Saving Newborn Lives: The SNL program works in partnership with 18 countries in Africa, Asia, and Latin America. Building on the knowledge and momentum generated during the first six years of implementation, the program is now focused on testing and replicating scalable packages of newborn care services within existing large-scale health systems. The SNL program also funded the Healthy Newborn Network (HNN) a new global online e-partnership of newborn health stakeholders. Read more
TASC3: The Technical Assistance and Support Contract (TASC3) is a five-year program funded by USAID to support a full range of population, health, nutrition, and HIV/AIDS activities. The program is designed to provide technical support in the areas of RH, FP, maternal and child health and nutrition, HIV, AIDS, STI and other infectious diseases, and environmental health. Additionally, it builds human and institutional capacity in health policy and health care financing, health program management, capacity building, and quality assurance, research, monitoring and evaluation, and health behavior change communication and multisectoral approaches. Program partners include Save the Children, RTI International, EngenderHealth, International Center for Research on Women, Program for Appropriate Technology in Health, Family Health International, Counterpart International, Carolina Population Center and Meridian Group International, Inc. Read more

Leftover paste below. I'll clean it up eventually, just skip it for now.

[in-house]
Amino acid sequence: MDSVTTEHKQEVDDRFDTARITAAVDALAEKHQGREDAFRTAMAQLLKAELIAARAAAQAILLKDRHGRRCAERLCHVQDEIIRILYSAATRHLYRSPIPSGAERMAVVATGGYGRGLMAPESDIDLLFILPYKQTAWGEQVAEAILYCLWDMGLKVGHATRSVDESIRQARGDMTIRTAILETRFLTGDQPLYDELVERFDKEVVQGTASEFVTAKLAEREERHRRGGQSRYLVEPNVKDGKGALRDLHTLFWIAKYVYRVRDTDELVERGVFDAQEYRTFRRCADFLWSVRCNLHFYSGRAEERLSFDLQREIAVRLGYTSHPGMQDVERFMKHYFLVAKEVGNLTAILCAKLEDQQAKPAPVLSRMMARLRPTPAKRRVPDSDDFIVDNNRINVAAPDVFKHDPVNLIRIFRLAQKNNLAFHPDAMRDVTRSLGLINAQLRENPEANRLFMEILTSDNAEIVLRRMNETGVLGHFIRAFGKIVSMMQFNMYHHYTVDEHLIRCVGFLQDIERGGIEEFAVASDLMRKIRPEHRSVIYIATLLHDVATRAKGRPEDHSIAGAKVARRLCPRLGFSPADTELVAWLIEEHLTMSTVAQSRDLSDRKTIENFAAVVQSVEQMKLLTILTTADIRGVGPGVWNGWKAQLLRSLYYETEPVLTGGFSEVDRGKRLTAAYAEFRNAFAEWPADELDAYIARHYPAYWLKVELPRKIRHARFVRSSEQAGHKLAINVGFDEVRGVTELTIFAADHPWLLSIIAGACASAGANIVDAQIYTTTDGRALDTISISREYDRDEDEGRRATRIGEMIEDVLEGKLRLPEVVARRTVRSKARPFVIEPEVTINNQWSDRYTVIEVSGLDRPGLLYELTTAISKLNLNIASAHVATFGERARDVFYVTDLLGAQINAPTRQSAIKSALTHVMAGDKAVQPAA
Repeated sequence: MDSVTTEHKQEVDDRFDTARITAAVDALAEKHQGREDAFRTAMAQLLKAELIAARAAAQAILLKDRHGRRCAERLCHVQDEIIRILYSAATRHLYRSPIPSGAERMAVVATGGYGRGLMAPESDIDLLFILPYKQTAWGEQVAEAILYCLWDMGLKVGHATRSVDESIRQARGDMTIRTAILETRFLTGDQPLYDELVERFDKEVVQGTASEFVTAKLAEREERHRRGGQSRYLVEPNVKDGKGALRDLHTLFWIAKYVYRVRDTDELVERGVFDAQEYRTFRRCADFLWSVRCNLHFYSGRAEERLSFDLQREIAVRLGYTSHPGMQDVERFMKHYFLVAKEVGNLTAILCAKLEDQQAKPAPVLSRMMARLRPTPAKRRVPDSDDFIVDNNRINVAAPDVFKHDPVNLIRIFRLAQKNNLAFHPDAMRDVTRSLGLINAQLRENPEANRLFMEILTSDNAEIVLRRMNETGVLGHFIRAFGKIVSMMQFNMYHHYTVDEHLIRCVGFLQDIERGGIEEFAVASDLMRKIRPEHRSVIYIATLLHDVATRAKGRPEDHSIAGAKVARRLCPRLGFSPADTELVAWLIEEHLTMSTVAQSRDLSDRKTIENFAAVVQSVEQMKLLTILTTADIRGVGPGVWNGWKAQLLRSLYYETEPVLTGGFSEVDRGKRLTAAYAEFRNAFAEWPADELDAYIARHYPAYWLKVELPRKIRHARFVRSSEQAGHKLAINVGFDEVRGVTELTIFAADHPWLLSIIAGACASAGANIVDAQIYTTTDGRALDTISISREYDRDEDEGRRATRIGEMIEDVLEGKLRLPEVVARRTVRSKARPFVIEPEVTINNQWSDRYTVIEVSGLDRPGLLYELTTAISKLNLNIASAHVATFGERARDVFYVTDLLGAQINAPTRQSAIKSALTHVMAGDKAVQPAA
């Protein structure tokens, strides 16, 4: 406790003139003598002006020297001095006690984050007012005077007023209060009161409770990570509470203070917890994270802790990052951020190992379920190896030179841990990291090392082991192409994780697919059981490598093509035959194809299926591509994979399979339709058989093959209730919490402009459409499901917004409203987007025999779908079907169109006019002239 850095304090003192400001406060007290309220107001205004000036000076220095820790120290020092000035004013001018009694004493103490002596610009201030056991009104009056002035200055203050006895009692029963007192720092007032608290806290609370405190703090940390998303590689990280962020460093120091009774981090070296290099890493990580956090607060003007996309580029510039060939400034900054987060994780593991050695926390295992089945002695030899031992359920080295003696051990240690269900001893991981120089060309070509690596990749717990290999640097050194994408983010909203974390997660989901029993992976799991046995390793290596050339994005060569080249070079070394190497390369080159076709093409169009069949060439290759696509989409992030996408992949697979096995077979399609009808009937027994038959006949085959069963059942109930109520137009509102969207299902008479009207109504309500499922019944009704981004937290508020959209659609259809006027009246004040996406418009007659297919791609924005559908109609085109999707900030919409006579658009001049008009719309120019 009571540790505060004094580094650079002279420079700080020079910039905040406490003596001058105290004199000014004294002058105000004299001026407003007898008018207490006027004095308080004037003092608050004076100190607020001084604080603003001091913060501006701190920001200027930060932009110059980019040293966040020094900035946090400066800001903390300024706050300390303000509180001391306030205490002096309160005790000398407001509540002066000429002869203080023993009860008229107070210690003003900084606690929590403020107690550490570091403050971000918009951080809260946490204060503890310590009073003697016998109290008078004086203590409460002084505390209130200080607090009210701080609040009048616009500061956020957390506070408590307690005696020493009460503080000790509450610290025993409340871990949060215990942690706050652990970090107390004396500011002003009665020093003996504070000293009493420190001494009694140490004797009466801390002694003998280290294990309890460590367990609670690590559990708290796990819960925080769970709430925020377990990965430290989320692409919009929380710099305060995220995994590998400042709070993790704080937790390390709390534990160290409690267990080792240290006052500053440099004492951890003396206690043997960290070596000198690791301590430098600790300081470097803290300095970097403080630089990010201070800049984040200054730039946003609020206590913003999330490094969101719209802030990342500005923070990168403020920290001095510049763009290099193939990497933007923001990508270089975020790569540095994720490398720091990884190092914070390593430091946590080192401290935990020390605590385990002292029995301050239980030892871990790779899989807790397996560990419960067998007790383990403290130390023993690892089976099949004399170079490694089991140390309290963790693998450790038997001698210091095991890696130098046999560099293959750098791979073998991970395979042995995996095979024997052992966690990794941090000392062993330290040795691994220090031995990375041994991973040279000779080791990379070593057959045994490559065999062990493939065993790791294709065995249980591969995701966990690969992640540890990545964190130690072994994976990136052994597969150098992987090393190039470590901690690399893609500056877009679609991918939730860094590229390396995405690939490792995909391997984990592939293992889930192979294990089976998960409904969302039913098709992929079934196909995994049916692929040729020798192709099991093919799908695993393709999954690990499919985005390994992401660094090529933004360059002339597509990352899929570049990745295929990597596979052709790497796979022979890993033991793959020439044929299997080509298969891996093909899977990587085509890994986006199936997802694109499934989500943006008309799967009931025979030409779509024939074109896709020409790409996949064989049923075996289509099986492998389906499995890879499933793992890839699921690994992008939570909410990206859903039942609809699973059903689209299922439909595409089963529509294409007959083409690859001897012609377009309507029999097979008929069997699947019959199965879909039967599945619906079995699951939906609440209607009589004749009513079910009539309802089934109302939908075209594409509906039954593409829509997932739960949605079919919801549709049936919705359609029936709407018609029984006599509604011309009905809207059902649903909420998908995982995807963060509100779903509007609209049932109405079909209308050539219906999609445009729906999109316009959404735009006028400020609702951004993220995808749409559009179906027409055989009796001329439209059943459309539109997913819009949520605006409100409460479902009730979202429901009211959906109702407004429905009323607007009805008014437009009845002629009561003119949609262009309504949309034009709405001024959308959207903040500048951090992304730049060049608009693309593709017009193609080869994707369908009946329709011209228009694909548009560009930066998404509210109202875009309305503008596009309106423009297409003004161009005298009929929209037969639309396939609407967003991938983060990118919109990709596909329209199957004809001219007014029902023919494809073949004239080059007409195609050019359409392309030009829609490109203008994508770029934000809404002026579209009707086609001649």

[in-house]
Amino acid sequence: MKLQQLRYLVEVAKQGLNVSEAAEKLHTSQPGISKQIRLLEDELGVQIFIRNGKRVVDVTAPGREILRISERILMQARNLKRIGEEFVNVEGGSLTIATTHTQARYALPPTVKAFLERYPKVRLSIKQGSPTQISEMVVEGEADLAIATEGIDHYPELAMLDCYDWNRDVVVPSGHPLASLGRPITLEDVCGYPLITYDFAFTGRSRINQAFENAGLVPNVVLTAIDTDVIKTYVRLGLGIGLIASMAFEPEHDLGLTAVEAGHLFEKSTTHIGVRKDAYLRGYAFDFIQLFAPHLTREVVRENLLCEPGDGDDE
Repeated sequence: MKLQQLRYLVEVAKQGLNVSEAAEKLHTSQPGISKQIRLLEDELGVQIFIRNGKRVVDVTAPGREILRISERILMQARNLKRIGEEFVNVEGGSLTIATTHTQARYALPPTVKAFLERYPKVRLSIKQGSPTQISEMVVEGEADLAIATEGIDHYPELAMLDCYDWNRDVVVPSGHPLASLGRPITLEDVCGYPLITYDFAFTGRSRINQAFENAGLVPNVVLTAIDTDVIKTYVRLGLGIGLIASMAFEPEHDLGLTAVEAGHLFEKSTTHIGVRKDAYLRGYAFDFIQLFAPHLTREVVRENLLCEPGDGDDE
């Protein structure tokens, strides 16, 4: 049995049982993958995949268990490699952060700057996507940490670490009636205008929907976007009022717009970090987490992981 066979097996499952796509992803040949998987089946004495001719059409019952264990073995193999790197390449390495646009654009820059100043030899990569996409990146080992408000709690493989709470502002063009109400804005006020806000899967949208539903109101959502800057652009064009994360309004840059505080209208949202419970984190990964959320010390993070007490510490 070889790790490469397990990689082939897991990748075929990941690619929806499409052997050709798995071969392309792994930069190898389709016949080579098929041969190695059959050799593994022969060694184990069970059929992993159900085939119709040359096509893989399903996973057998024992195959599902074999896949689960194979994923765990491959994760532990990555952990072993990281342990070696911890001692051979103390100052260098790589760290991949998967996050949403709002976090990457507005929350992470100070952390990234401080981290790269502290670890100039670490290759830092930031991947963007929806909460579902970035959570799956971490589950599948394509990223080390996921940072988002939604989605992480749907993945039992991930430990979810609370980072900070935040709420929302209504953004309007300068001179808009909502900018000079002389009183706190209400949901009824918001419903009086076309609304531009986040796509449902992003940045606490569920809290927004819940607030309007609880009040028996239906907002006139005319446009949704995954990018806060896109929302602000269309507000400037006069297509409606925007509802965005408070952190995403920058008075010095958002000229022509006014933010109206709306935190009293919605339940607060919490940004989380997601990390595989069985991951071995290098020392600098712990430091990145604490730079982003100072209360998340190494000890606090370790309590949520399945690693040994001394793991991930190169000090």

Last Updated September 2014